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Section 9- The Indian Evidence Act, 1872

The Indian Evidence Act,1872

9. Facts necessary to explain or introduce relevant facts –

Facts necessary to explain or introduce a fact in issue or relevant fact, or which support or rebut an inference suggested by a fact in issue or relevant fact, or which establish the identity of any thing or person whose identity is relevant, or fix the time or place at which any fact in issue or relevant fact happened, or which show the relation of parties by whom any such fact was transacted, are relevant in so far as they are necessary for that purpose.


(a) The question is, whether a given document is the will of A.

The state of A’s property and of his family at the date of the alleged will may be relevant facts.

(b) A sues B for a libel imputing disgraceful conduct to A;B affirms that the matter alleged to be libelous is true.

The position and relations of the parties at the time when the libel was published may be relevant facts as introductory to the facts in issue.

The particulars of a dispute between A and B about a matter unconnected with the alleged libel are irrelevant, though the fact that there was a dispute may be relevant if it affected the relations between A and B.

(c) A is accused of a crime.

The fact that, soon after the commission of the crime, A absconded from his house, is relevant under section 8, as a conduct subsequent to and affected by facts in issue.

The fact that, at the time when he left home he had sudden and urgent business at the place to which he went is relevant, as tending to explain the fact that he left home suddenly.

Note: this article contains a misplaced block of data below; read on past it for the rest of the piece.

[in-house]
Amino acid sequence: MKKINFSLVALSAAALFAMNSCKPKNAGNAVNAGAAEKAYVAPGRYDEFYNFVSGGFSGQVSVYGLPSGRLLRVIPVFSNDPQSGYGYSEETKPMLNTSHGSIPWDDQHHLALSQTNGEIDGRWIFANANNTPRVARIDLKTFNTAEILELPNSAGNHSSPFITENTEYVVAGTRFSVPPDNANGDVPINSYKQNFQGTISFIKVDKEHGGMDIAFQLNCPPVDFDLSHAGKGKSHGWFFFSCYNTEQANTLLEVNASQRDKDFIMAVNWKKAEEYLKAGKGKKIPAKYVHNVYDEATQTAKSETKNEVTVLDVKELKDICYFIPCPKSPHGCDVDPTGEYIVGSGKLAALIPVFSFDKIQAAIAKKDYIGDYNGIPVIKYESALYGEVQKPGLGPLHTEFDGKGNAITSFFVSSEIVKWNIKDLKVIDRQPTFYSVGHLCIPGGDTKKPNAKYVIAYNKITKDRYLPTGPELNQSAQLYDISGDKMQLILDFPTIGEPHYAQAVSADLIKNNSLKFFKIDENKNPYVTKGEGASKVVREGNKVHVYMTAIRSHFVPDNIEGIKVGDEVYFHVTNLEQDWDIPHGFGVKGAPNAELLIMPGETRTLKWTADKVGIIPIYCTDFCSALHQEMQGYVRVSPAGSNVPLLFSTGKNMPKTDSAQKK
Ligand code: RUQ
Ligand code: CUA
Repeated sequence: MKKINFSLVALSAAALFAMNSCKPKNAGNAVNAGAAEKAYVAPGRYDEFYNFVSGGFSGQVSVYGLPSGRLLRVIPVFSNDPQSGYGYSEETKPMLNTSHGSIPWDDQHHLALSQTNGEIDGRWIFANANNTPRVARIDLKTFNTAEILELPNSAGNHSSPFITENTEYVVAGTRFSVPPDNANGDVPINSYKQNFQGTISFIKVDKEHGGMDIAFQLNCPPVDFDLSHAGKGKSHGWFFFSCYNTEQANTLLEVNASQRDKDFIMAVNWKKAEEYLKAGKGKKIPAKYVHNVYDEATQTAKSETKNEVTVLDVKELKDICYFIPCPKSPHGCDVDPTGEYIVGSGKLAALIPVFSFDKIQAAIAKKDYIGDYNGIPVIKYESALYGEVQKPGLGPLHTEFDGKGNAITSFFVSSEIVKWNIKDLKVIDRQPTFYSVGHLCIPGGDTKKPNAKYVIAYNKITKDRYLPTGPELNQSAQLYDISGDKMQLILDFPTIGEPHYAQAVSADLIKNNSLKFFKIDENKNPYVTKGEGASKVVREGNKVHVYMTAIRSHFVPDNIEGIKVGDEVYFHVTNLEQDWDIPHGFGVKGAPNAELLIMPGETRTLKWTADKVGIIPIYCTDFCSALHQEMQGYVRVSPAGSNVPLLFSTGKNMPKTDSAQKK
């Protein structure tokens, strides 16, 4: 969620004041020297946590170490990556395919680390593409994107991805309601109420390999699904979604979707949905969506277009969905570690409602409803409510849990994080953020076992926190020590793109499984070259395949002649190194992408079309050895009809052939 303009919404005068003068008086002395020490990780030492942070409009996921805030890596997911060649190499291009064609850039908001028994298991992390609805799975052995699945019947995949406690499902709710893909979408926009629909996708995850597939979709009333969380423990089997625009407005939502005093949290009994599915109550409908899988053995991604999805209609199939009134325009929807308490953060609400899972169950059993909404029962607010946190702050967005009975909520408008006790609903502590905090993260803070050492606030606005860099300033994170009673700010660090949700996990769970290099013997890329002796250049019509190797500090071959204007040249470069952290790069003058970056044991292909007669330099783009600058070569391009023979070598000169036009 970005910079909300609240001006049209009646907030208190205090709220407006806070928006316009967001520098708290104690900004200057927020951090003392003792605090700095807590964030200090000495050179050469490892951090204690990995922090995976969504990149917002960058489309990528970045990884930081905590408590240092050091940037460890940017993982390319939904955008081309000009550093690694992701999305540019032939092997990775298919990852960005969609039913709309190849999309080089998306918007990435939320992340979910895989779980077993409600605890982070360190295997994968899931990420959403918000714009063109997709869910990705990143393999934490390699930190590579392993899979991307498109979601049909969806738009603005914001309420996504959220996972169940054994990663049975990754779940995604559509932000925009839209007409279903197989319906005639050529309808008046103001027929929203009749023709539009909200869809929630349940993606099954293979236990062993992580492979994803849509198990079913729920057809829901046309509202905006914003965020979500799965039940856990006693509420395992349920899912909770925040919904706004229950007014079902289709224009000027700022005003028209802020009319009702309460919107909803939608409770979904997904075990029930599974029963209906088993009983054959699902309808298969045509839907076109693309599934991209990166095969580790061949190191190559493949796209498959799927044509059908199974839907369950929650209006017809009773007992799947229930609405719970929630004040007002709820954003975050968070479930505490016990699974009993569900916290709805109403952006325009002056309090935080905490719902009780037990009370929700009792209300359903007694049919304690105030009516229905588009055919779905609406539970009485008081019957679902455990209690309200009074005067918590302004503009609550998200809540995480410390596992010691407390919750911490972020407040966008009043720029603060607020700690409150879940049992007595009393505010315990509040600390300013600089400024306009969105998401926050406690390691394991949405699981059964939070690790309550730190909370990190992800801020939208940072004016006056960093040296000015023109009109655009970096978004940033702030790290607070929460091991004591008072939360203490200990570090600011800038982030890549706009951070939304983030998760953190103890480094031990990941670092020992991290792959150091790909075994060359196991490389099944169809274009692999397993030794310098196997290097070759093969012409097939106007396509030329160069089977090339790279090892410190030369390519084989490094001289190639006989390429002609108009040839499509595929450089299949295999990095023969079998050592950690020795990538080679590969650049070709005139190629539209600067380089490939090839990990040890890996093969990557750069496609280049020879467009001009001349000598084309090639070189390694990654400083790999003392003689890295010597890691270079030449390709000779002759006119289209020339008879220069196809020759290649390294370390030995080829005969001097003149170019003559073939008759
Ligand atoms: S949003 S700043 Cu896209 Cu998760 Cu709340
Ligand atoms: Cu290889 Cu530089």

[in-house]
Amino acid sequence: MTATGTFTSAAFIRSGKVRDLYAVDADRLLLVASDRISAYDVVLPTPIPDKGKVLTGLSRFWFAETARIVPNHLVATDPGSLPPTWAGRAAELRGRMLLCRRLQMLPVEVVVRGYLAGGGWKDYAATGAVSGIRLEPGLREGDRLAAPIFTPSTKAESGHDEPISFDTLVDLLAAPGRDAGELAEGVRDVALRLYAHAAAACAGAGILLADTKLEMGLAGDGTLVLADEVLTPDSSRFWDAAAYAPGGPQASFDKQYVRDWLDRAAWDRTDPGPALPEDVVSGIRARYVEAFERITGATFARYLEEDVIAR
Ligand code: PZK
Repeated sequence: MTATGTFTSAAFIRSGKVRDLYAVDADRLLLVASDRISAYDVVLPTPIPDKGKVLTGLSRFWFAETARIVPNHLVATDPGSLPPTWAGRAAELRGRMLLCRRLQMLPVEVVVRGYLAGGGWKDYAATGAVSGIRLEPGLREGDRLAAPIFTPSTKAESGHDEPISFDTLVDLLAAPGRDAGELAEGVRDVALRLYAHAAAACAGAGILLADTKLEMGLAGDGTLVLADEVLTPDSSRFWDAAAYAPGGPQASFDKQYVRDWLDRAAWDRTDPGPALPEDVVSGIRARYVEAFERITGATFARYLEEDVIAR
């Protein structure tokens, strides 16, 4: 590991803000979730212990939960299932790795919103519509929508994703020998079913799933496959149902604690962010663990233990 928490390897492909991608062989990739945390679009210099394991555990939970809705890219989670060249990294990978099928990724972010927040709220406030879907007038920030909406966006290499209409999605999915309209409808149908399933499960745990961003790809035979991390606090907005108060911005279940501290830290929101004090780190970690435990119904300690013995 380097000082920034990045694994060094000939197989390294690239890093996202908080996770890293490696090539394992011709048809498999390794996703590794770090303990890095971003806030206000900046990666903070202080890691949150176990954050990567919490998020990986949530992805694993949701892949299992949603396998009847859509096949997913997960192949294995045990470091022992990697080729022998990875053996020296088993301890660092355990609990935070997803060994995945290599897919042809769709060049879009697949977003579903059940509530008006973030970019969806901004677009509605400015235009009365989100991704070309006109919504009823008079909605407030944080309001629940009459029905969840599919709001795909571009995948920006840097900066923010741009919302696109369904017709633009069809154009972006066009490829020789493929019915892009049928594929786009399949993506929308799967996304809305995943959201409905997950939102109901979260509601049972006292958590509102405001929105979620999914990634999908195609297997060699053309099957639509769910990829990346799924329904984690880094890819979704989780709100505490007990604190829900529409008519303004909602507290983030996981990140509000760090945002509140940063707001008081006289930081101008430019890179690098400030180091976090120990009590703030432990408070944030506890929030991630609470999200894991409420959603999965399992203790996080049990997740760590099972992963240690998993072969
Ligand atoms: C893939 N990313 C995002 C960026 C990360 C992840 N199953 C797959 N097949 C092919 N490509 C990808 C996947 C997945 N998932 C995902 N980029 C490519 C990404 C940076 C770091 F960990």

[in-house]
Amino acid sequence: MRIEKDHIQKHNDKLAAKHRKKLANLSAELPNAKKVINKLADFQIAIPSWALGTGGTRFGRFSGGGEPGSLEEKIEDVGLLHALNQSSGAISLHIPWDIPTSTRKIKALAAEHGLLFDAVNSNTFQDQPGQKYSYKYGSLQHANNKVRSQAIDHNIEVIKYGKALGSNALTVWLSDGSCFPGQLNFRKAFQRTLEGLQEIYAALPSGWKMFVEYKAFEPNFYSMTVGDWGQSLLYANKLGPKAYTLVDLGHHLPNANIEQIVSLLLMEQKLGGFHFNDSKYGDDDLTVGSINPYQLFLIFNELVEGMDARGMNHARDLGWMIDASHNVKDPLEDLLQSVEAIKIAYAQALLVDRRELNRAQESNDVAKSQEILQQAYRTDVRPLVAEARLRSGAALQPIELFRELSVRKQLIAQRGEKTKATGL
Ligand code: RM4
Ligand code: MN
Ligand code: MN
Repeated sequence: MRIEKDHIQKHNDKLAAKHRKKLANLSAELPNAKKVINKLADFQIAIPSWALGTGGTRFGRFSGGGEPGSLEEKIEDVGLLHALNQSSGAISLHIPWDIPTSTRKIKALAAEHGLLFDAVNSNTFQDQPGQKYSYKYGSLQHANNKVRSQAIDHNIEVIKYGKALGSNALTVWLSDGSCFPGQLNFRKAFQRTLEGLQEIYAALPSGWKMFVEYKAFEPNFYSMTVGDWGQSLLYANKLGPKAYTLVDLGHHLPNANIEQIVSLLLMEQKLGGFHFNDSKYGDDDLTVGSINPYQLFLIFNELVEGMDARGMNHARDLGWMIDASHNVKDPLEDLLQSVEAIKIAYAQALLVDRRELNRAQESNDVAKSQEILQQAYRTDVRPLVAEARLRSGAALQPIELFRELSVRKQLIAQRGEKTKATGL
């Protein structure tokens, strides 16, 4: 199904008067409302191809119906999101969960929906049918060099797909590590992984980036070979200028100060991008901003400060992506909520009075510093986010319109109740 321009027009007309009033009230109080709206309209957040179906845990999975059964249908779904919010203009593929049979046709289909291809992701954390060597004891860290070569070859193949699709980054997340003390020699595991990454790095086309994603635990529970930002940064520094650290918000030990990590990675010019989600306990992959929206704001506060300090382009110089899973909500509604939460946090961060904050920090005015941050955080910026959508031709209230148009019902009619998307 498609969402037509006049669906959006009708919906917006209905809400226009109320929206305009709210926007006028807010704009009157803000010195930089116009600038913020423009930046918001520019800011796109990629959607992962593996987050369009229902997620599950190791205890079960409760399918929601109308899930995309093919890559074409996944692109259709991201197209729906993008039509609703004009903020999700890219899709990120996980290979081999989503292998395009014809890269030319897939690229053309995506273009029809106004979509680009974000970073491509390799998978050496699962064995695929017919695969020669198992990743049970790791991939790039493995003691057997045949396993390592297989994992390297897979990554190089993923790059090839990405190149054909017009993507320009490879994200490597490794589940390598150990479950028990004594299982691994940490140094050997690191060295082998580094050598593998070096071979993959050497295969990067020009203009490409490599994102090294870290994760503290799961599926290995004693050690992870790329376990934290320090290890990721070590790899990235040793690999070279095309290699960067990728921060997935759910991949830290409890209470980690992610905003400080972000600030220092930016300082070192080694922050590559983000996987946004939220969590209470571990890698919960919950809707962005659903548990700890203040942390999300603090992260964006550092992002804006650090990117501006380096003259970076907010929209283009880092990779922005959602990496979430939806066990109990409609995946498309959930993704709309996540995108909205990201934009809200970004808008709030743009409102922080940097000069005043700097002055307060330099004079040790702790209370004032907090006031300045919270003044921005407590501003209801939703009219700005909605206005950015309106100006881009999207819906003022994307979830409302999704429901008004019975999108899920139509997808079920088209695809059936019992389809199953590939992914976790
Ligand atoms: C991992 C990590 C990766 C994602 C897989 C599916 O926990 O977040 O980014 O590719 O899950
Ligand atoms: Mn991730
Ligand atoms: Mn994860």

The details of the business on which he left are not relevant except in so far as they are necessary to show that the business was sudden and urgent.

(d) A sues B for inducing C to break a contract of service made by him with A.C, on leaving A’s service, says to A – “I am leaving you because B has made me better offer.” The statement is a relevant fact as explanatory of C’s conduct which is relevant as a fact in issue.

(e) A, accused of theft is seen to give the stolen property to B, who is seen to give it to A’s wife. B says as he delivers it “A says you are to hide this.” B’s statement is relevant as explanatory of a fact which is pat of the transaction.

(f) A is tried for a riot and is proved to have marched at the head of a mob. The cries of the mob are relevant as explanatory of the nature of the transaction.


Identification accused

(i) If the test identification parade regarding accused was not conducted properly and suffered from unexplained delay, he is entitled to benefit of doubt; Rajesh Govind Jagesha v. State of Maharashtra , AIR 2000 SC 160: 2000 Cr LJ 380 (SC).

(ii) The possibility of wrong identification due to loss of memory cannot be discounted; Pravakar Behera v. State of Orissa , (1997) 2 Crimes 108 (Ori)

(iii) When conviction was based on evidence of eye witness and not on identification parade it cannot be set aside on ground that identification was not reliable; Mullagiri Vajiram v. State of Andhra Pradesh, AIR 1993 SC 1243.

(iv) In dacoity case where all witnesses identified suspects as culprits without margin of error creating
doubt in mind of court, such identification is liable to be set aside; Tahir Mohamad, Kamad Girendra Singh and Badri Singh v. State of Madhya Pradesh, AIR 1993 SC 931.

(v) Where both the trial court and the Appellate Court had assessed the evidence in the proper perspective and attached much importance to the evidence in regard to the identification of the appellant in finding him guilty, the Supreme Court would not re-assess that evidence in absence of an exceptional ground necessitating such re-assessment; Ramdeo Rai Yadav v. State of Bihar, (1990) Cr LJ 1183 (SC).

(vi) If there is unexplained and unreasonable delay in putting up the accused persons for a test identification the delay by itself detracts from the credibility of the test; Raj Nath v . State of Uttar Pradesh, 1988 Cr LJ 422: AIR 1988 SC 345.

(vii) The test identification parade conducted three and a half months after the dacoity took place, it would be wrong to convict the accused on single testimony; Wakil Singh v. State of Bihar, 1981 BLJ 462.

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The Indian Evidence Act, 1872

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